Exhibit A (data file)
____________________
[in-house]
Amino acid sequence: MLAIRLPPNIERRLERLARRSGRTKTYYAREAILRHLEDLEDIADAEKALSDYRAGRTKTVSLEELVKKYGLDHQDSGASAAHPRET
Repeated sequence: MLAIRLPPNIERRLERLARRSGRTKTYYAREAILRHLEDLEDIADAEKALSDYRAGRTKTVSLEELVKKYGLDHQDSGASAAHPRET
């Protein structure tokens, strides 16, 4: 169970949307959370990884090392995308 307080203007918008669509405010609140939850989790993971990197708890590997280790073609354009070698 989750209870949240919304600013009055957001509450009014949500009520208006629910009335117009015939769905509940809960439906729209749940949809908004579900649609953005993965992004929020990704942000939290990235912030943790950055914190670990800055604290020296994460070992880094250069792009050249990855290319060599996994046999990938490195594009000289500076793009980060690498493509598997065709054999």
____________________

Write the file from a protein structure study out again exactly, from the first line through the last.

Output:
[in-house]
Amino acid sequence: MLAIRLPPNIERRLERLARRSGRTKTYYAREAILRHLEDLEDIADAEKALSDYRAGRTKTVSLEELVKKYGLDHQDSGASAAHPRET
Repeated sequence: MLAIRLPPNIERRLERLARRSGRTKTYYAREAILRHLEDLEDIADAEKALSDYRAGRTKTVSLEELVKKYGLDHQDSGASAAHPRET
């Protein structure tokens, strides 16, 4: 169970949307959370990884090392995308 307080203007918008669509405010609140939850989790993971990197708890590997280790073609354009070698 989750209870949240919304600013009055957001509450009014949500009520208006629910009335117009015939769905509940809960439906729209749940949809908004579900649609953005993965992004929020990704942000939290990235912030943790950055914190670990800055604290020296994460070992880094250069792009050249990855290319060599996994046999990938490195594009000289500076793009980060690498493509598997065709054999």